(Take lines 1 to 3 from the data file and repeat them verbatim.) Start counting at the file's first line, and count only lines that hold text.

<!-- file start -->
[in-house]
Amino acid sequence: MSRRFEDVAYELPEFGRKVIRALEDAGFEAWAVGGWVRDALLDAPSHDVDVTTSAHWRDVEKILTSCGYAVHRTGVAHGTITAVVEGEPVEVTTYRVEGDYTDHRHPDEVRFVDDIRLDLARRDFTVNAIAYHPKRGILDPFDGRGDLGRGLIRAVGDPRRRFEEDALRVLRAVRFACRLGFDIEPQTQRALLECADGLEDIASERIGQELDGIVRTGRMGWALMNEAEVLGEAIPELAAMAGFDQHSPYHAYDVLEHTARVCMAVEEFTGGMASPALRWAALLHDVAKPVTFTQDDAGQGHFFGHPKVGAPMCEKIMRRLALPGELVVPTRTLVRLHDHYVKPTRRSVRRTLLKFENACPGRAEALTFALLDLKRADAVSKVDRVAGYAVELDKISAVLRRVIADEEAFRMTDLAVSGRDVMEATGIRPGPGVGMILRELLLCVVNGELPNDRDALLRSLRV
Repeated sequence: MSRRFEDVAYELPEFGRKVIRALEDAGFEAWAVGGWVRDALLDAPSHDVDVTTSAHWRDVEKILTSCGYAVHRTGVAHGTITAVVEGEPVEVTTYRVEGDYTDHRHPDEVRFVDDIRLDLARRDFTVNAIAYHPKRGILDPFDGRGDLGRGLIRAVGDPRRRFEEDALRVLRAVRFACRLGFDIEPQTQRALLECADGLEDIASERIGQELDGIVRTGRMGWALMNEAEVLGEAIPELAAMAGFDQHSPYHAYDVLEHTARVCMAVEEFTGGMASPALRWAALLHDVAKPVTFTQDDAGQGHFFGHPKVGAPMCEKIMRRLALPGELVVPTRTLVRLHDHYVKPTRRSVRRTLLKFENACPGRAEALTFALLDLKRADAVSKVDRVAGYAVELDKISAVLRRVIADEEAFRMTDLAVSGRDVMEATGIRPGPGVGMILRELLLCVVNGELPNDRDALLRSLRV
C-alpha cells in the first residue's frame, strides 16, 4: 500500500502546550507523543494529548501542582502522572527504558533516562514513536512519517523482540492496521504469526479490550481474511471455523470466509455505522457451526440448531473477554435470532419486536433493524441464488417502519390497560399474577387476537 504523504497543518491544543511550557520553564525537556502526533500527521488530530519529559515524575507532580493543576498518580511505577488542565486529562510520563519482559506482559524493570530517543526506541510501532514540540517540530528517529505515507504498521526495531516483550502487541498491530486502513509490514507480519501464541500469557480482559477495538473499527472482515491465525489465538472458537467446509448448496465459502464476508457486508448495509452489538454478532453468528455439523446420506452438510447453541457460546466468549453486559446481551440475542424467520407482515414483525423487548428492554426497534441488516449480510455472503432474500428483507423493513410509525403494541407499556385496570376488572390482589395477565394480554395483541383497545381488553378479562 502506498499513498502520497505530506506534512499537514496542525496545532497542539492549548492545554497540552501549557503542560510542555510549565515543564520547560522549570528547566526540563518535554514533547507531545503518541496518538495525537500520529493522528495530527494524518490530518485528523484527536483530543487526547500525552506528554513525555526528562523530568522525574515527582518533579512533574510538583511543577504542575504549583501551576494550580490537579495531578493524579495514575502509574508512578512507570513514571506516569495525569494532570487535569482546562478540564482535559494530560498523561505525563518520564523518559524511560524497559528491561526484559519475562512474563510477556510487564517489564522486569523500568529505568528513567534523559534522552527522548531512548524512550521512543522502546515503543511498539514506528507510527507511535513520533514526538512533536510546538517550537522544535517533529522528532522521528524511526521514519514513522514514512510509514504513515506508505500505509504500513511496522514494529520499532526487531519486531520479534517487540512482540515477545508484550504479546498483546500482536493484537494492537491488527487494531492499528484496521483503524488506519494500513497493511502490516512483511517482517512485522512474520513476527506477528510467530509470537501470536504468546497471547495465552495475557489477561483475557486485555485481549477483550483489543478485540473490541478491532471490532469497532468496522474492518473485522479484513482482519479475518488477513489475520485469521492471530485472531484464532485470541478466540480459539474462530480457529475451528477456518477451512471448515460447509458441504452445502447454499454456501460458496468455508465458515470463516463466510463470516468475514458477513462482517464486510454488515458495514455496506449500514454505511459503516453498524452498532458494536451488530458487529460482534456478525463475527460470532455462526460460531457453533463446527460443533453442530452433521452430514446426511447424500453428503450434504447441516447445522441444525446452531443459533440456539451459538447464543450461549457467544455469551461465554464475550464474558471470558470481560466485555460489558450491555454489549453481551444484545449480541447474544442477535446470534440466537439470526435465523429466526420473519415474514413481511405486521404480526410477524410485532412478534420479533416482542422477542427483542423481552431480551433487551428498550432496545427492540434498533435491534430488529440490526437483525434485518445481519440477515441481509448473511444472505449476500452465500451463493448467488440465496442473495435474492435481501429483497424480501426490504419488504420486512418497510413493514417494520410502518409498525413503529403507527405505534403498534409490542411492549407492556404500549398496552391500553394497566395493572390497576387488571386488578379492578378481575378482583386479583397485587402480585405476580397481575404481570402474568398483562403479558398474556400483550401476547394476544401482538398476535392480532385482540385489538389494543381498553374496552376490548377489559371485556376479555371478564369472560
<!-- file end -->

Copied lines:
[in-house]
Amino acid sequence: MSRRFEDVAYELPEFGRKVIRALEDAGFEAWAVGGWVRDALLDAPSHDVDVTTSAHWRDVEKILTSCGYAVHRTGVAHGTITAVVEGEPVEVTTYRVEGDYTDHRHPDEVRFVDDIRLDLARRDFTVNAIAYHPKRGILDPFDGRGDLGRGLIRAVGDPRRRFEEDALRVLRAVRFACRLGFDIEPQTQRALLECADGLEDIASERIGQELDGIVRTGRMGWALMNEAEVLGEAIPELAAMAGFDQHSPYHAYDVLEHTARVCMAVEEFTGGMASPALRWAALLHDVAKPVTFTQDDAGQGHFFGHPKVGAPMCEKIMRRLALPGELVVPTRTLVRLHDHYVKPTRRSVRRTLLKFENACPGRAEALTFALLDLKRADAVSKVDRVAGYAVELDKISAVLRRVIADEEAFRMTDLAVSGRDVMEATGIRPGPGVGMILRELLLCVVNGELPNDRDALLRSLRV
Repeated sequence: MSRRFEDVAYELPEFGRKVIRALEDAGFEAWAVGGWVRDALLDAPSHDVDVTTSAHWRDVEKILTSCGYAVHRTGVAHGTITAVVEGEPVEVTTYRVEGDYTDHRHPDEVRFVDDIRLDLARRDFTVNAIAYHPKRGILDPFDGRGDLGRGLIRAVGDPRRRFEEDALRVLRAVRFACRLGFDIEPQTQRALLECADGLEDIASERIGQELDGIVRTGRMGWALMNEAEVLGEAIPELAAMAGFDQHSPYHAYDVLEHTARVCMAVEEFTGGMASPALRWAALLHDVAKPVTFTQDDAGQGHFFGHPKVGAPMCEKIMRRLALPGELVVPTRTLVRLHDHYVKPTRRSVRRTLLKFENACPGRAEALTFALLDLKRADAVSKVDRVAGYAVELDKISAVLRRVIADEEAFRMTDLAVSGRDVMEATGIRPGPGVGMILRELLLCVVNGELPNDRDALLRSLRV